13. DBMaster, in situations like this, the enzymes are usually procured in liquid form and are added into the mash to promote fermentation.

    High West’s new OMG rye is an example where some of the rye has been malted in lieu of adding enzymes, but I think this is more the exception than the rule in a 100% rye mash.

  14. Thanks Sam – you covered it on the 100% ryes. MOST of the time enzymes are used to aid starch to sugar conversion. And also good point on OMG. As far as I know, one of the few, if not the only malted Rye. Pretty cool, and I can’t wait to taste it aged. My review is forthcoming on that one, but I remember the first I heard about it as WhiskyFest in Chicago. David Perkins had just left you after trying some good ole PA ryes!

    DBMaster, Rye is a tough one to mash properly. It has a high gluten content and it wants to gum up. I’m not distiller and don’t pretend to be, but I also believe you have to fuss with the temperature as well to get it right. Picture glue – that’s what your essentially deal with in cooking/mashing 100% rye. Barley malt adds little in the way of flavor in the percentages that are used mostly for Rye and Bourbon whiskey. It’s simply there to aid the starch conversion. So in the absence of barley malt – the enzymes are used. I hope that helps.

  15. Sal in GA – the Sour Mash process may very will still be an integral process for some, but I am not sure just how common it is for Rye production. THat’s a great question and one I’ll try to get an answer on.

    As for Bottom Tier reviews – absolutely. Working on that now. Stay tuned as I think you’ll see a number of more entry level and lower cost options coming soon. Thanks for the comment!

  16. Iskch1 – I would recommend Bulleit Rye at that price range. Give it a try and let me know what you think.

  17. Justin I can’t argue with that. I need a longer sit down with Jefferson’s but if it’s close with you- defaulting to price makes good sense.

  18. Thanks, all. That does answer my questions about mashing with rye. I guess that means if I ever decide to become a moonshiner I’ll stick with fruit, sugar, and/or corn. LOL

  19. Have any of you tried Alberta Premium? It’s currently in the Beam Global portfolio and it is 100% Canadian rye.

  20. Ralfy did a review on the Alberta Premium previous and thought it good giving it an 88/100 and gave it high praise at its price, though it was a young rye product. Unfortunately, I have not seen it here in the states and I am on constant patrol for new rye product. Not much reaching S FL, not even Rittenhouse.

  21. Alberta Springs rye whisky is another I have been looking for in my travels without success.

  22. Andrew keep looking for the Rittenhouse. They are starting to push more out there and you never know when you’ll come across it. Cheers!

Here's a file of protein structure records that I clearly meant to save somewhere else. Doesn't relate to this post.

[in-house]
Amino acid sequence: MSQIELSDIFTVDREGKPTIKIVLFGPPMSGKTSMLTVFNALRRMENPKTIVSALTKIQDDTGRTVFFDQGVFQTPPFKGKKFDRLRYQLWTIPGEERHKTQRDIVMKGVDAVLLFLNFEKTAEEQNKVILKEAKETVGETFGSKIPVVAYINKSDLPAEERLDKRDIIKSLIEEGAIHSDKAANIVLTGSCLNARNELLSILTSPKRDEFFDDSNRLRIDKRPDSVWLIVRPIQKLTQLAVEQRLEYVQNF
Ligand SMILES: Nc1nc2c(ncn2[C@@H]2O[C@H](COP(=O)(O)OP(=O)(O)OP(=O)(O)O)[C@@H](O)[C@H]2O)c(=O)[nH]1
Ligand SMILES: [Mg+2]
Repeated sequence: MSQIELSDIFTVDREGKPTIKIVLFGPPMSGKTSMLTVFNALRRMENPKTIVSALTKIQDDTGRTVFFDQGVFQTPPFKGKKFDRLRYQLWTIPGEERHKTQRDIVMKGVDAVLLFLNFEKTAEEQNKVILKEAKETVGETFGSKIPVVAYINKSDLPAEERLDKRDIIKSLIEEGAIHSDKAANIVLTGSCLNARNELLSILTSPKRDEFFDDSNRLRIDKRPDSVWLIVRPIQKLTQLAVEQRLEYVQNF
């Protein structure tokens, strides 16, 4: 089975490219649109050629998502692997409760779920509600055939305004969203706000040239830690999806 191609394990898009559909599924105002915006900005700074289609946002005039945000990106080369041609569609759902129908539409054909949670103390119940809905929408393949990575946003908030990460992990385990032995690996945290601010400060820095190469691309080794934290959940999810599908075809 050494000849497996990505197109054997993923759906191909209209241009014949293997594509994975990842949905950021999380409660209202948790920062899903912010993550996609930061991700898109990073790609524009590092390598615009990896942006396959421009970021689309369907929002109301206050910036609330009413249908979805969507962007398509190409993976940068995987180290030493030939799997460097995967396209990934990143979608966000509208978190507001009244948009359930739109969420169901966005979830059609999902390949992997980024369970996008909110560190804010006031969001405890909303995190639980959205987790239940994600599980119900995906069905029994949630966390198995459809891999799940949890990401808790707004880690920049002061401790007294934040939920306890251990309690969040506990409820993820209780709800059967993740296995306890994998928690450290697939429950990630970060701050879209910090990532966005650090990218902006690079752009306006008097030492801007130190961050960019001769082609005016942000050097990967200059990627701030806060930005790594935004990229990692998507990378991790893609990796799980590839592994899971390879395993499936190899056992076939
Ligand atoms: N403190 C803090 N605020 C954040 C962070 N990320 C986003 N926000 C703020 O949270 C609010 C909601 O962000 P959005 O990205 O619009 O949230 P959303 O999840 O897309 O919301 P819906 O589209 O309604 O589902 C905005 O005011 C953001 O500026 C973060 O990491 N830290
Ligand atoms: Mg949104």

DBMaster – haven’t tried Alberta. I’ll look for it.

  23. the masterson’s is significantly cheaper here in texas, probably because rye doesn’t sell well here. i’m with texas (the poster), the willett and jefferson’s are compelling purchases for less money. however, since i can’t buy whistlepig here in texas, i’ll probably get a bottle for comparison purposes.

    the rittenhouse rye is becoming increasingly difficult to find here in texas. the stores got a big shipment in about a month ago. isn’t the distillate changing soon? grab some bottles while you can fellas.

  24. Jason, previously I emailed Heaven Hill about the ability to obtain either Rittenhouse or Pikesville here in FL as it was not listed in the catalogs of any of those distributing within the state. Their response was that they do not provide those products for shipment to FL and do not foresee it any time in the near future. I guess limited production mean limited distribution. The result of which has helped limit the list of rye whiskies available in this part of FL. Have to go outside the state or online to see any real selection.

  25. Andrew that stinks that you aren’t able to get some of these great ryes. They are definitely worth looking for when you travel out of the state.

  26. I thought Masterson’s was great though I probably won’t be buying at near $70. I definitely liked it better than Whistlepig which was too sweet for me.

  27. The ironic thing about this whisky ( I’m a Canadian.) is that Bat Masterson was from Canada too.

  28. I am starting to think that any comparison between Whistle Pig and Masterson’s is comparing apples to oranges. There is a terrific article about the problems distilling 100% rye:
    Basically, there are two distillers in Canada who make 100% rye, but they use completely different methods. Having tasted both side by side, I suspect that Masterson’s is made from malted rye (Hiram Walker) and Whistle Pig is made from unmalted rye (Alberta Distillers).

  29. Oops! Sorry. Got it ass-backwards. Masterson’s is distilled at Alberta Distillers in Calgary.

  30. Bulleit is very nice sort of generally available high class whiskey. But Whistle Pig outshines it as far as light excelleth darkness. I had it several nights in a row while staying in San Francisco. I’m going to have to buy a bottle, but I must say, not being a big drinker, it takes me awhile to drink this one down. If it’s too pricey for run of the mill occasions it certainly is the kind of bottle that makes a good sipping present for Xmas or a birthday.